"You're kind of like the kids, in that way. I don't so much dislike you, just...the effect you have on my life. I want some peace and quiet and I'll never get that with you around."

"It's peaceful, sometimes."

"Sportacus. I went to the moon to get away from the noise," Robbie reminded him. "And it followed me."

"That...they didn't mean to," Sportacus said, sighing.

"That doesn't make it any less irritating."

Robbie gently shifted Jenny from Sportacus' arms to his own, cradling her close. The men were silent for a few moments. Sportacus began doing stretches, reaching down to touch his toes. Robbie watched him, head tilted.

"What does it matter?"


"Whether I like you or not...what does it matter?"

Sportacus froze for a brief second, before continuing his stretches.

"I want you to like me."

"Yes, but why?"

Sportacus looked up in surprise, a puzzled frown wrinkling his brow.

"I like you."

"Heroes aren't supposed to like villains."

Sportacus laughed, shaking his head.

"Villains aren't supposed to follow rules," he countered, grinning.

"Fair point," Robbie conceded, chuckling.

"I really do want to be your friend, Robbie."

"Yes, well. That's part of the problem."


"You have, more than once, offered to be my friend. You have, however, never asked me to be your friend."

"I don't understand what you mean. I want us to be friends!"

"No, no. Those things are not the same. Asking for my friendship or for us to be friends suggests mutual benefit. Offering your friendship implies you're doing me a favor or want to give me something I can't get myself."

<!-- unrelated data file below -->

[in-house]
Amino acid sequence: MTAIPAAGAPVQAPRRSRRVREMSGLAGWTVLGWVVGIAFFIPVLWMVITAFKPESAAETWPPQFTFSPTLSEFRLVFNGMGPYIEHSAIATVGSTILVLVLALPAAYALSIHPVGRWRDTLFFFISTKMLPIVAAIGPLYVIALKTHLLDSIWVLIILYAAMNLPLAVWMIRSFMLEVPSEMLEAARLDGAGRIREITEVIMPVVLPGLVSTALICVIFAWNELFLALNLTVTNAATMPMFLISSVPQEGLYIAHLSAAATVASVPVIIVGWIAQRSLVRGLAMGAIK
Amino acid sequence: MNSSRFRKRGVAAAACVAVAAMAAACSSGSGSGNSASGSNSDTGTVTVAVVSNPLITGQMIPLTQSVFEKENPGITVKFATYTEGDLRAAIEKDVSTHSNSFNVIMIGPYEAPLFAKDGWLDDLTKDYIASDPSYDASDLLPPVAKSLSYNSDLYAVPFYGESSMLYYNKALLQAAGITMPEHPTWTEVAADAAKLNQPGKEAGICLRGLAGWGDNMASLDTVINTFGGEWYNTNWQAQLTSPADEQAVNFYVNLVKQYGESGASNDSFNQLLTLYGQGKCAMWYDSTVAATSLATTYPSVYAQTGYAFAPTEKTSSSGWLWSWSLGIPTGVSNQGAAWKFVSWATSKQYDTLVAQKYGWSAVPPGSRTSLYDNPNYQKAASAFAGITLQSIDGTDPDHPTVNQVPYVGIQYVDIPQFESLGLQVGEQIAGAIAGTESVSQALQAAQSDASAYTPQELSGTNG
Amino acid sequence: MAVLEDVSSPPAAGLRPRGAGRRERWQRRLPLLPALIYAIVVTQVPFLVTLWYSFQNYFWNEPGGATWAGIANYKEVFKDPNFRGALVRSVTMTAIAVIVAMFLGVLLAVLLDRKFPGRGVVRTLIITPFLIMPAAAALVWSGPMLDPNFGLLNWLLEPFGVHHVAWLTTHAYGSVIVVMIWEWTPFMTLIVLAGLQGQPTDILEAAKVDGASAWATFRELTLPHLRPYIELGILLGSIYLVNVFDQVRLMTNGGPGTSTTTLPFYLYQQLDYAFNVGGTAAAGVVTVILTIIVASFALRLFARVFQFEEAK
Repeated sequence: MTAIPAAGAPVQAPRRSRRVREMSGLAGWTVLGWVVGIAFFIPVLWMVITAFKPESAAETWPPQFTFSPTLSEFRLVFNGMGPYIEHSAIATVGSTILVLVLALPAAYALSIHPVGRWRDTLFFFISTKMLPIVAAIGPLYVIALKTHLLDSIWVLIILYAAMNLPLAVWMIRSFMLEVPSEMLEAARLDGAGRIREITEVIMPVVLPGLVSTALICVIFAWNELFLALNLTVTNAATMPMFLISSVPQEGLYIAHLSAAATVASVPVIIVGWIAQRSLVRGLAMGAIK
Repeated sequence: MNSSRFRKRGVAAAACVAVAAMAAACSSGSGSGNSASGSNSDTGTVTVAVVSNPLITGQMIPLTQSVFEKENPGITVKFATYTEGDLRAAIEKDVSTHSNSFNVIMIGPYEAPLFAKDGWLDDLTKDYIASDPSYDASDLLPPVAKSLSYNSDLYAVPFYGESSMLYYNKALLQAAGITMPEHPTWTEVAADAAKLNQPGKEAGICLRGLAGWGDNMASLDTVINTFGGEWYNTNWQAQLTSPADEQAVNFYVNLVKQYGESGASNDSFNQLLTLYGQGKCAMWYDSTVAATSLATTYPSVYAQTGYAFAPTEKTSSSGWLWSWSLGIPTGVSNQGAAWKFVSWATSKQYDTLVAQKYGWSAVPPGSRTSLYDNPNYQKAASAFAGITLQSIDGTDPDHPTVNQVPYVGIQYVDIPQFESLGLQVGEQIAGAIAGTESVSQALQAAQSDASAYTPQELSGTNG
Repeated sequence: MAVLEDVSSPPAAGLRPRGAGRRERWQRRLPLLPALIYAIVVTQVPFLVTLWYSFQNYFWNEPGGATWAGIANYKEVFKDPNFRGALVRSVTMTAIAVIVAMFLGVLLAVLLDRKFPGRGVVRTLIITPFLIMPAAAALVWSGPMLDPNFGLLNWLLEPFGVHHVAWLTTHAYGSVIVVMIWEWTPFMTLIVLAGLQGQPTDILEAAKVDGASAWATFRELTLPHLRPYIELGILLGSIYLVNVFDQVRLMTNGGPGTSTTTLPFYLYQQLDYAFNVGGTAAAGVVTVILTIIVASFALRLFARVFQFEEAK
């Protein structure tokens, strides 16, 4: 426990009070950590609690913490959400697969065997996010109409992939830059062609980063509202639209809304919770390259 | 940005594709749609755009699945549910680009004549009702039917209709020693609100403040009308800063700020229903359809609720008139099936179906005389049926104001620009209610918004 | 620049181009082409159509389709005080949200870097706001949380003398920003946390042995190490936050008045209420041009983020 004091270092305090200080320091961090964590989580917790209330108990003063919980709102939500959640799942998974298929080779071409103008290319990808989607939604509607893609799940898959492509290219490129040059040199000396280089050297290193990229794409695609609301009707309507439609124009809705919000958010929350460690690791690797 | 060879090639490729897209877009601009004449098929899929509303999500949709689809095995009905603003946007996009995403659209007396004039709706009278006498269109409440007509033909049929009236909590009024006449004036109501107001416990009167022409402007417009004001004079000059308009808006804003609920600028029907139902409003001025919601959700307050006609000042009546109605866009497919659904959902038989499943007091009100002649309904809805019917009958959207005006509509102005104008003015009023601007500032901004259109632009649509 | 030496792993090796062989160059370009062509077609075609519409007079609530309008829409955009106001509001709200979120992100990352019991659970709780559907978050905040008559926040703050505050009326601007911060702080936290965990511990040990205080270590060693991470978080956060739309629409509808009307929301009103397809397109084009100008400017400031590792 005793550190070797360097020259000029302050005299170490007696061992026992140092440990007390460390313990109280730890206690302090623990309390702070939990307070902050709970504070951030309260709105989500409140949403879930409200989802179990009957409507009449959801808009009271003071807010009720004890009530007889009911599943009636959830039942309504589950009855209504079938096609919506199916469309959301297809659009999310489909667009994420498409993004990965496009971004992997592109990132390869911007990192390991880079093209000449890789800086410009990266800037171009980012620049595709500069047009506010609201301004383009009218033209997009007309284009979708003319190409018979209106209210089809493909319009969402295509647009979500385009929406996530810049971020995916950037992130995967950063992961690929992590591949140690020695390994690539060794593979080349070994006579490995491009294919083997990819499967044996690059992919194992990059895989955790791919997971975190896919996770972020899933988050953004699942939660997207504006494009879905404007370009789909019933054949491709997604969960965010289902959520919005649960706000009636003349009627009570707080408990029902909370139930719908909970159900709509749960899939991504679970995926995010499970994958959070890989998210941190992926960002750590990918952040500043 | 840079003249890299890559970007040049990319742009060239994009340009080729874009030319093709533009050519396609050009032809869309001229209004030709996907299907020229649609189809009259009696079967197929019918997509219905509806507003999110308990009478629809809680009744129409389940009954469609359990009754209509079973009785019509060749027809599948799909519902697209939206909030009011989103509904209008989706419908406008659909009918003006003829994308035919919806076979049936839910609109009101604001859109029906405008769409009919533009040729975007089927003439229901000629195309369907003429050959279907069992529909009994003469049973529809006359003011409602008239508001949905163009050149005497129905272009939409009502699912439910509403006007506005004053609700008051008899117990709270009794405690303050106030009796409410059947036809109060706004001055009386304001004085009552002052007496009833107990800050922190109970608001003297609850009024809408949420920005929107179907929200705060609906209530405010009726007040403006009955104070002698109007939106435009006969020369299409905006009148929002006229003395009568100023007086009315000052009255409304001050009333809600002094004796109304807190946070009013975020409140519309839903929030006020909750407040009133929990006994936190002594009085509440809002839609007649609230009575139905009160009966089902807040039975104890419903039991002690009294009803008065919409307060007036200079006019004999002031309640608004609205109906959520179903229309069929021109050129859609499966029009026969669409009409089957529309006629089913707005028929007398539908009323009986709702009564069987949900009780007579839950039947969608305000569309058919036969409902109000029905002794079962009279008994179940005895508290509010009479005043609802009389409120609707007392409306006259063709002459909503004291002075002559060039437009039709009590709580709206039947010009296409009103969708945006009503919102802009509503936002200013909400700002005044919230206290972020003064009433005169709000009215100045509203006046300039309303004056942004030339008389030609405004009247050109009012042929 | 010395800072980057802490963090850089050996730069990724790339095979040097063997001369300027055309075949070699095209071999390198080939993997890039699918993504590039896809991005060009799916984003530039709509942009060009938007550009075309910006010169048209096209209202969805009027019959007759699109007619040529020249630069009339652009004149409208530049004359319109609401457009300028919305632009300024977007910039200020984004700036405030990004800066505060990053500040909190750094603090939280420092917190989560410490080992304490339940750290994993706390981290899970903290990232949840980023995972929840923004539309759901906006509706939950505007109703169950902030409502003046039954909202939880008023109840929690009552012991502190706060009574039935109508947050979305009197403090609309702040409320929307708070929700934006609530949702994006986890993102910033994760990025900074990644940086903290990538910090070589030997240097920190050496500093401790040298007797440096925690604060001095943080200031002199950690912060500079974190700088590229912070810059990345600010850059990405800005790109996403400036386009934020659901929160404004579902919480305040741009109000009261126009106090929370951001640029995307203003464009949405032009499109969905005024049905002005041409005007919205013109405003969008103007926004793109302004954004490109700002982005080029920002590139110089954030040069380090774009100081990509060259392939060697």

"What?! Robbie, I didn't mean that at all!" Sportacus protested, horrified.


"No! How does your mind even come up with such things?"

"I'm a genius."

Sportacus huffed in annoyance, staring at Robbie in wonder.

"That doesn't make it seem like a lot of fun!"

"Well. Everything has its downside. On the other hand, I come up with excellent schemes, am a brilliant inventor, and can disguise myself as practically anyone or anything."

"Yes, you can," Sportacus agreed, chuckling helplessly.

"No more talking, for now," Robbie ordered, staring down the street.

Sportacus followed his gaze and saw Mrs. Troubleby coming down the street, pushing a stroller, with some groceries tucked in the back. She stopped at the bench, staring down in surprise.

"Well, hello, Sportacus," she said.

"Hello, Mrs. Troubleby. Robbie was just introducing me to Jenny."